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I'm having a hard time understanding the distortion model of OpenCV. They use "radial" coefficients $k_n$ and "tangential" coefficients $p_n$ among others that I am not interested in.

$$ x' = x (1 + k_1 r^2 + k_2 r^4 + k_3 r^6) + 2 p_1 x y + p_2(r^2 + 2 x^2) \\ y' = y (1 + k_1 r^2 + k_2 r^4 + k_3 r^6) + p_1 (r^2 + 2 y^2) + 2 p_2 x y $$

To understand this, I separated the two terms into what $\Delta$ offset they produce, here's how that looks for $x$:

$$ \begin{array}{rlcccc} x' &= x &+ &\underbrace{x(k_1 r^2 + k_2 r^4 + k_3 r^6)} &+ &\underbrace{2 p_1 x y + p_2(r^2 + 2 x^2)}\\ &= x &+ &\Delta x_{radial} &+ &\Delta x_{tangential} \end{array} $$

Then I plotted those values as a vector field with octave (similar to Matlab).

Radial Distortion

function radialDistortion (k1, k2, k3)
    max = 10;
    [x, y] = meshgrid(-max:.5:max);
    r2 = x.**2 + y.**2;
    k = k1*r2 .+ k2*r2.**2 .+ k3*r2.**3;
    quiver(x, y, x.*k, y.*k, 0);
    axis("square");
endfunction

Called with

radialDistortion(0.0002, 0, 0)

produces the following

radial distortion

I get it, this is radial to the optical axis, thus being point symmetric to the center (where the optical axis is). This wasn't too difficult.

Tangential Distortion

function tangentialDistortion (p1, p2)
    max = 10;
    [x, y] = meshgrid(-max:.5:max);
    r = x.**2 + y.**2;
    xy = x.*y*2;
    quiver(x, y, xy*p1 + (r+2*x.**2)*p2, xy*p2  + (r+2*y.**2)*p1, 0);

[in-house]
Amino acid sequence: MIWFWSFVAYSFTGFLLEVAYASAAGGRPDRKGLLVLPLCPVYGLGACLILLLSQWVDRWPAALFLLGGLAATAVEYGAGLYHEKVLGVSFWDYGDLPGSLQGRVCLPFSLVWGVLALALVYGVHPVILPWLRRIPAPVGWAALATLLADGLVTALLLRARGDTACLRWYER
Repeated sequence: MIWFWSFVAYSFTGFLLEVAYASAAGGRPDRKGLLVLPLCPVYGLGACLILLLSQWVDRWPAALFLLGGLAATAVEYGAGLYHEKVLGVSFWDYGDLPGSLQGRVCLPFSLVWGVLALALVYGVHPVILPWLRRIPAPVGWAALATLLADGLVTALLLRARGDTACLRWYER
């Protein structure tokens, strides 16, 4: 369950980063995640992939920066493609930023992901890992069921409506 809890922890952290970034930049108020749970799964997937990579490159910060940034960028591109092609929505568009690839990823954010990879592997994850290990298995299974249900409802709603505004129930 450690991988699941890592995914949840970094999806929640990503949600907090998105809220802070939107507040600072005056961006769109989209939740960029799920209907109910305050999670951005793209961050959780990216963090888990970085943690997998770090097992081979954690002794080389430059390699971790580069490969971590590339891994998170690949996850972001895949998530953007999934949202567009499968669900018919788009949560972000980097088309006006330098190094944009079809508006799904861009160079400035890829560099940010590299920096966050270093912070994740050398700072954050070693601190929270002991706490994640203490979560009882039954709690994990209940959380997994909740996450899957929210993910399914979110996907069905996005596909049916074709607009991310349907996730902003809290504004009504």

axis("square");
endfunction

Called with

 tangentialDistortion(-.0007, .0007)

produces this

tangential distortion

How is this "tangential" to anything? To me, it looks like it is correcting for a lens that's tilted (rotated around the bottom-left-to-top-right diagonal) which agrees with the reason for this distortion given in the literature: lens misalignment.

Does that mean it's tangential to the surface of the lens?

In the end, it's some mathematical model that describes some optical phenomenon in order to correct it. But I'd like to understand why this is called "tangential".


If the position of P' is also displaced tangentially relative to CP (along the tangent to the circle of radius CP), the distortion is said to be tangential.

No, it isn't. I modified the above function to show the "tangential" displacement of points that are on a circle.

function tangentialDistortionOnCircle (p1, p2)
    radius = 10;
    x = radius * cos(0:2*pi/20:2*pi);
    y = radius * sin(0:2*pi/20:2*pi);
    r = x.**2 + y.**2;
    xy = x.*y*2;
    quiver(x, y, xy*p1 + (r+2*x.**2)*p2, xy*p2  + (r+2*y.**2)*p1, 0);
    axis([-radius-5 radius+5 -radius-5 radius+5 ], "square");
endfunction

Called with these parameters:

tangentialDistortionOnCircle(.007, .007)

gives this result

tangential distortion on a circle

This doesn't look like a tangential displacement to me at all. If it was, it would look like a swirl around the center. But that's not the case.

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Take the position of a point P on the image relative to the geometric image center C. Assume C remains undistorted in the lens produced image, but P is distorted into P'.